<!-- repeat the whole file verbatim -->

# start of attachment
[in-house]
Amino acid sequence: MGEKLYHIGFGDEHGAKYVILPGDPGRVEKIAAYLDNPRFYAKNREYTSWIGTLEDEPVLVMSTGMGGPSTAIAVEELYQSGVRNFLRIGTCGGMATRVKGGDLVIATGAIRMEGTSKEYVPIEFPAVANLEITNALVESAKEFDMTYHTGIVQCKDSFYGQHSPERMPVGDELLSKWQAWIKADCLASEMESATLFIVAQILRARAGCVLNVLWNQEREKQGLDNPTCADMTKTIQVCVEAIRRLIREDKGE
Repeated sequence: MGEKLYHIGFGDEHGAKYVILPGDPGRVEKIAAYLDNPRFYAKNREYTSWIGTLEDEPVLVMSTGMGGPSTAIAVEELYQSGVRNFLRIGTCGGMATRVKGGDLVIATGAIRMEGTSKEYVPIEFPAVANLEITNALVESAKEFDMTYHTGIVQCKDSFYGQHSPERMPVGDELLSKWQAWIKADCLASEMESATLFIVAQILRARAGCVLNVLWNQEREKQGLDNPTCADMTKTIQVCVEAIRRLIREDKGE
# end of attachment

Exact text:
[in-house]
Amino acid sequence: MGEKLYHIGFGDEHGAKYVILPGDPGRVEKIAAYLDNPRFYAKNREYTSWIGTLEDEPVLVMSTGMGGPSTAIAVEELYQSGVRNFLRIGTCGGMATRVKGGDLVIATGAIRMEGTSKEYVPIEFPAVANLEITNALVESAKEFDMTYHTGIVQCKDSFYGQHSPERMPVGDELLSKWQAWIKADCLASEMESATLFIVAQILRARAGCVLNVLWNQEREKQGLDNPTCADMTKTIQVCVEAIRRLIREDKGE
Repeated sequence: MGEKLYHIGFGDEHGAKYVILPGDPGRVEKIAAYLDNPRFYAKNREYTSWIGTLEDEPVLVMSTGMGGPSTAIAVEELYQSGVRNFLRIGTCGGMATRVKGGDLVIATGAIRMEGTSKEYVPIEFPAVANLEITNALVESAKEFDMTYHTGIVQCKDSFYGQHSPERMPVGDELLSKWQAWIKADCLASEMESATLFIVAQILRARAGCVLNVLWNQEREKQGLDNPTCADMTKTIQVCVEAIRRLIREDKGE